James Forrest, fundraiser for Fix the Fells, looks back on a year of protecting the Lakeland fells and how a grant from the Gannett Foundation, the charitable arm of The Westmorland Gazette's parent company, helped pay for that work

WE ARE incredibly lucky in the South Lakes to live in a landscape of such drama and beauty.

The Lakeland fells serve as a stunning backdrop to everyday life. For the intrepid among us, they are a haven for hiking, running and outdoors adventures; for others, they simply provide scenery that is heart-warming to gaze at.

But have you ever wondered how the mountain paths of the Lake District are looked after? Or how erosion is kept in check? Or who carries out such work?

This is where Fix the Fells comes in.

Fix the Fells is a partnership programme between the National Trust, Lake District National Park Authority, Natural England, Lake District Foundation and Friends of the Lake District.

We protect the Lakeland fells from erosion by repairing and maintaining a network of more than 330 upland fell paths throughout the UNESCO World Heritage Site. This network covers 400 miles of paths, including routes to some of the UK’s most popular walks, including Scafell Pike, numerous Wainwrights, and parts of the Cumbria Way and Coast to Coast.

This work is carried out by 25 highly-skilled rangers and 125 trained volunteers known as lengthsmen, using traditional techniques and locally sourced materials.

Our teams only undertake repair work where it is necessary and we intervene as little as possible but as much as is necessary in the fells. And in 2018, thanks to a £3,000 grant from the Gannett Foundation, this approach and work was especially successful in the South Lakes area, with practical conservation work carried out in and around the Windermere, Coniston and Ambleside areas.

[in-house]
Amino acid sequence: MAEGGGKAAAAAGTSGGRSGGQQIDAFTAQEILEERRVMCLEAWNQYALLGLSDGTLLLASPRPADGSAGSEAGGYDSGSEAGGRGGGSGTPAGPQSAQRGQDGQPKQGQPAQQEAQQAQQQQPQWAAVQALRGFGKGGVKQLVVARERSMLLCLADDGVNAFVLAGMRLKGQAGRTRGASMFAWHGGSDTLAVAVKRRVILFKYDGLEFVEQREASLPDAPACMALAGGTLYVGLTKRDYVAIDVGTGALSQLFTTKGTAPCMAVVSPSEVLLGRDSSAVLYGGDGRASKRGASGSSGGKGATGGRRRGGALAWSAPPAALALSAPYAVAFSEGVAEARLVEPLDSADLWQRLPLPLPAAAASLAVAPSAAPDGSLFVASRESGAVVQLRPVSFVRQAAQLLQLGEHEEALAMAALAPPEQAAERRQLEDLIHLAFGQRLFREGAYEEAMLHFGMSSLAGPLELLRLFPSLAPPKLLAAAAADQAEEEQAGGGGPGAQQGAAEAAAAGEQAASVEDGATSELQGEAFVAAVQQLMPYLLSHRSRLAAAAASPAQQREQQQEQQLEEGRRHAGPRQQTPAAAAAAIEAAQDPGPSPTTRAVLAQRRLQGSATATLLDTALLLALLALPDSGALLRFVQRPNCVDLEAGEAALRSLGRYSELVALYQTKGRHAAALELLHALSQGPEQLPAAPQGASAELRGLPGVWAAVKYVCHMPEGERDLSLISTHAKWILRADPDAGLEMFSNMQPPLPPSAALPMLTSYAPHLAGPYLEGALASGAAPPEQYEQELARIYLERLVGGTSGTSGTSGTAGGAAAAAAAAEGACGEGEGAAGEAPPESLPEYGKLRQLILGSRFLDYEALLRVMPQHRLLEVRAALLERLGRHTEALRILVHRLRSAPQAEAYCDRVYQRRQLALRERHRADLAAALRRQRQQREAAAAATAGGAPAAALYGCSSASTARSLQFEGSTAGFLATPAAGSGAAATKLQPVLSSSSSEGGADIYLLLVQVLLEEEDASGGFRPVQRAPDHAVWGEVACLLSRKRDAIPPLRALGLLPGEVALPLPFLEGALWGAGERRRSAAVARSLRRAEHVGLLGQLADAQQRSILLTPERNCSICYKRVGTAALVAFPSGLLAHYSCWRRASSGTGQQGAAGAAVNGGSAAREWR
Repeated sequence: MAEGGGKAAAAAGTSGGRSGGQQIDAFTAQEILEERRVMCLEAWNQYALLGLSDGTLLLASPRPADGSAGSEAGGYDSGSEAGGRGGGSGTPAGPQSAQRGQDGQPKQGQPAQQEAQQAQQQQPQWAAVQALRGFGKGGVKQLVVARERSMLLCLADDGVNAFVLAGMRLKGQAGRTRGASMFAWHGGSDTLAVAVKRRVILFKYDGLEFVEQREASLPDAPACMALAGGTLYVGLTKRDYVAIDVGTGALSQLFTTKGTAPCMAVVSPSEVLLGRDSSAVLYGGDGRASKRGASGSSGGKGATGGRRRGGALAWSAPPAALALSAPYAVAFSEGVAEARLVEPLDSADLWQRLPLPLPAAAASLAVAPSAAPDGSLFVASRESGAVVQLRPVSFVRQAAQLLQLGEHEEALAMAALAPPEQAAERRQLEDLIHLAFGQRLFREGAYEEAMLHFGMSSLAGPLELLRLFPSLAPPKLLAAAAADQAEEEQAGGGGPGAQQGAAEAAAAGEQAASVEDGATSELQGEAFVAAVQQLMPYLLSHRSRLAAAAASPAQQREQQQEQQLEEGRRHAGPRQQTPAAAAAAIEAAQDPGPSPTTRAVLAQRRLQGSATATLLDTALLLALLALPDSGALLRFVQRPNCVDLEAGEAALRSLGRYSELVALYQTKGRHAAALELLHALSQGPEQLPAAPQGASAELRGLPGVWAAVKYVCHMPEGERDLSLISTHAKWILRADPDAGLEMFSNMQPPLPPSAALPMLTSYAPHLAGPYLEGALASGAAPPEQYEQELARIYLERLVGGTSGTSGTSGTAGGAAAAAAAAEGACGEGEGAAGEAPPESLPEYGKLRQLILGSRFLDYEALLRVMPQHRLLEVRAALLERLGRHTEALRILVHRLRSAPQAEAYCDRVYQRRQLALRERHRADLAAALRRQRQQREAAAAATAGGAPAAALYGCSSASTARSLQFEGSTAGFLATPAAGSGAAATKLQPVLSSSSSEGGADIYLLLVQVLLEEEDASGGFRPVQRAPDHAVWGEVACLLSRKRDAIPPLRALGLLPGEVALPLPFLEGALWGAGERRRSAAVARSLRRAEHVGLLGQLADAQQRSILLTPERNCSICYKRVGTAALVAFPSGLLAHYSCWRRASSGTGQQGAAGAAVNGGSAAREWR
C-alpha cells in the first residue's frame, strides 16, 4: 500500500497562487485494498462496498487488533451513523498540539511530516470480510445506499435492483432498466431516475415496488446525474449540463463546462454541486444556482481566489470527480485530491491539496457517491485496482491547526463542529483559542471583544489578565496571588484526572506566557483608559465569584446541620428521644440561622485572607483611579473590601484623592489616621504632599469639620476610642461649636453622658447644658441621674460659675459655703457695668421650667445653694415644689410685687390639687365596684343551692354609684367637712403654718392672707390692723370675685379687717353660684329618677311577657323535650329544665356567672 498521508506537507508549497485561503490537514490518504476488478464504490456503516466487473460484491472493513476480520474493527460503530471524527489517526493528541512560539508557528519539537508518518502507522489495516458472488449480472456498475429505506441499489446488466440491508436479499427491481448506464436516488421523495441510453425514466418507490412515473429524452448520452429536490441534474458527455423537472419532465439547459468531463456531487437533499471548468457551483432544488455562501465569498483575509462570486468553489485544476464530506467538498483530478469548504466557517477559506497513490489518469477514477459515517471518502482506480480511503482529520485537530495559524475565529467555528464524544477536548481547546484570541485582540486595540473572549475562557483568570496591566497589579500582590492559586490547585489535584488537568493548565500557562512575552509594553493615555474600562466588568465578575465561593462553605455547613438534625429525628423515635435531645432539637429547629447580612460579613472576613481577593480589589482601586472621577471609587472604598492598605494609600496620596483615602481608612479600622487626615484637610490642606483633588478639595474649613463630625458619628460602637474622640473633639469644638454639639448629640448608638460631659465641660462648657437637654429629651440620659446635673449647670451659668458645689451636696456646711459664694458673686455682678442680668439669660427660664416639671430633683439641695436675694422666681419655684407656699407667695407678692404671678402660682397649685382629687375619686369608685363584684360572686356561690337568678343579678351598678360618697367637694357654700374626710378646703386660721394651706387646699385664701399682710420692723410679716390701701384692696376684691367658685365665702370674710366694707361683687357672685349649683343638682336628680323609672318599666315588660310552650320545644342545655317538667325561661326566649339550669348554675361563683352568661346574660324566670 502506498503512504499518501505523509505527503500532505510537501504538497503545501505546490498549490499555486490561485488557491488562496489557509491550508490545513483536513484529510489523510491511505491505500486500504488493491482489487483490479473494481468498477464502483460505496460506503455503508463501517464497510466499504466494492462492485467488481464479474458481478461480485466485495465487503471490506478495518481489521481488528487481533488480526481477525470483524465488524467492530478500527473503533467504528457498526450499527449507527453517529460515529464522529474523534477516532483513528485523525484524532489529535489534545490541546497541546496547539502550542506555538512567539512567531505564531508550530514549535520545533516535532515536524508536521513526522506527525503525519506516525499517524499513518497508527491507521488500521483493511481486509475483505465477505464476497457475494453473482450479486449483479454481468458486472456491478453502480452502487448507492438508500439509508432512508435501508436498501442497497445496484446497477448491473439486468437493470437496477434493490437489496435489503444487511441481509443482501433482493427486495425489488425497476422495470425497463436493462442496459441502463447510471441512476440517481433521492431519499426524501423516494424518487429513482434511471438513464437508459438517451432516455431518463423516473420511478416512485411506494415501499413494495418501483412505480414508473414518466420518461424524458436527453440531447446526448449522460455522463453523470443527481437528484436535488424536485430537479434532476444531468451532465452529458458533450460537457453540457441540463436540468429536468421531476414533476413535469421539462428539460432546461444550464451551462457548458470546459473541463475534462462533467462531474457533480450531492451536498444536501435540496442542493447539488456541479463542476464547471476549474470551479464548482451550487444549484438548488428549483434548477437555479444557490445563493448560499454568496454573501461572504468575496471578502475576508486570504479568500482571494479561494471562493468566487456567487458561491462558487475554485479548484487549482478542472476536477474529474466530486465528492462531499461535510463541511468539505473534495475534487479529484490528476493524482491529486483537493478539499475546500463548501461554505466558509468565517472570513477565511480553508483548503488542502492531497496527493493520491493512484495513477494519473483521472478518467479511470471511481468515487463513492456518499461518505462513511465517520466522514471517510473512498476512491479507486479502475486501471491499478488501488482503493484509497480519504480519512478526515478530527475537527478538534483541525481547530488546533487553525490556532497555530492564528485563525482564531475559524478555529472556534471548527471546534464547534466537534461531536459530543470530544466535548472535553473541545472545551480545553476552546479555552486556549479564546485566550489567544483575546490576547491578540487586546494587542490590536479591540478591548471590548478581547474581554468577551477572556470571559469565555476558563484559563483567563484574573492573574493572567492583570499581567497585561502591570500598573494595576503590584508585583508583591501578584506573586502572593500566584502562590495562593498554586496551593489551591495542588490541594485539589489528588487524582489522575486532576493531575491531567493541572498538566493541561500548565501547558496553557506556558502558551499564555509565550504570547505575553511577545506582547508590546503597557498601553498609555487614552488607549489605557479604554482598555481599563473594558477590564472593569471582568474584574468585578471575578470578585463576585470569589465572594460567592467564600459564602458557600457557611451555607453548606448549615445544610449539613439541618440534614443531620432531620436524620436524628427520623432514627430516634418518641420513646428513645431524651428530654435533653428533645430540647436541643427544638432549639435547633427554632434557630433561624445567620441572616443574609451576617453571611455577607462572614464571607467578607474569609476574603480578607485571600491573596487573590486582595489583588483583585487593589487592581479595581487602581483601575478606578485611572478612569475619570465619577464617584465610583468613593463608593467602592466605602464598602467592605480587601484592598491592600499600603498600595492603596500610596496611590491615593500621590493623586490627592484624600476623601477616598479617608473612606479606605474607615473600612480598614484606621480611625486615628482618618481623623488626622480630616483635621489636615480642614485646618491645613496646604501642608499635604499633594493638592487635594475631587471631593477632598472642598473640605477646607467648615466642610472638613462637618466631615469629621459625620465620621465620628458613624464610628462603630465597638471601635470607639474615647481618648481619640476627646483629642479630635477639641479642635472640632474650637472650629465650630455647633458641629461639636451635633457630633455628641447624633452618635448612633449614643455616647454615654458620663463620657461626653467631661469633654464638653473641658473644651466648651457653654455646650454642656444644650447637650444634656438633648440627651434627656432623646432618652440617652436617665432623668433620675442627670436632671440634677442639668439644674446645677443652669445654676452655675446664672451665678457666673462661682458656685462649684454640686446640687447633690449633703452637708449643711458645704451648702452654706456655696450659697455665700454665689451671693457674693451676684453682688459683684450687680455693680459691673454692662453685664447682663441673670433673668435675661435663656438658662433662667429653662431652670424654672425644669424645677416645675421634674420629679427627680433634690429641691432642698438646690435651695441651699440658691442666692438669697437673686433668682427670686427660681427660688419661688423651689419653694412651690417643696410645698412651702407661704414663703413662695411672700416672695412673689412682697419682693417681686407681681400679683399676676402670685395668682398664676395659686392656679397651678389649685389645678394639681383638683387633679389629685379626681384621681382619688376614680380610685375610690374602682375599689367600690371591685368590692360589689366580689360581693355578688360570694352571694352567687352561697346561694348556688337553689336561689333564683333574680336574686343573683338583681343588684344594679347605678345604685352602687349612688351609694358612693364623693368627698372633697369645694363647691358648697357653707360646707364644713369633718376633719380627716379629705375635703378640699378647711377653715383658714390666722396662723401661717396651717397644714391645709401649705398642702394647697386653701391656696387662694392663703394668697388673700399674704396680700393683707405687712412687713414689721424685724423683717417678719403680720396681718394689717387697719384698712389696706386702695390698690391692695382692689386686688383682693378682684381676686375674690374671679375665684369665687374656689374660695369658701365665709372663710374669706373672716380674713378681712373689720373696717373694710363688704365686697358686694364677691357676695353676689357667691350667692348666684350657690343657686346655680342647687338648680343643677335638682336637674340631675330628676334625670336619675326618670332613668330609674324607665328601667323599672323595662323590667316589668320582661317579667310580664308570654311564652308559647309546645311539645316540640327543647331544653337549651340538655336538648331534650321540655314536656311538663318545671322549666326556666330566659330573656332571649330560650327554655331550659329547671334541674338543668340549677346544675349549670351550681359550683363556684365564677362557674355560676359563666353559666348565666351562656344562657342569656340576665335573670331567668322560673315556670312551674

But, before we get to that, it is perhaps important to question: why is this work needed?

Well, the stunning Lake District fells are a paradise for walkers, runners and mountain bikers, attracting more than 19 million visitors annually.

But sadly the pounding of millions of recreational users is devastating this incredibly fragile mountain environment.

Erosion is a never-ending problem. Grass, vegetation and soil are being trampled, exposed and washed away. This leaves the fells plagued by ugly scars and deep gullies. In the past some erosions scars were up to 30m wide and 4m deep – and without the constant work of Fix the Fells we would risk seeing a return to this level of damage.

Erosion is having a deeply worrying environmental impact too. Habitats for endangered mountain species, such as parsley fern and woolly hair moss, are being destroyed. Sediment is being swept into becks, tarns, rivers and lakes, changing water acidity levels and playing havoc with fish and plant life.

Vital carbon sinks such as peat bogs are being damaged, causing CO2 to be leaked into the atmosphere.

These problems are only getting worse as episodes of intense rainfall are becoming more common in the Lake District, as evidenced by the devastating impact of Storm Desmond in December 2015.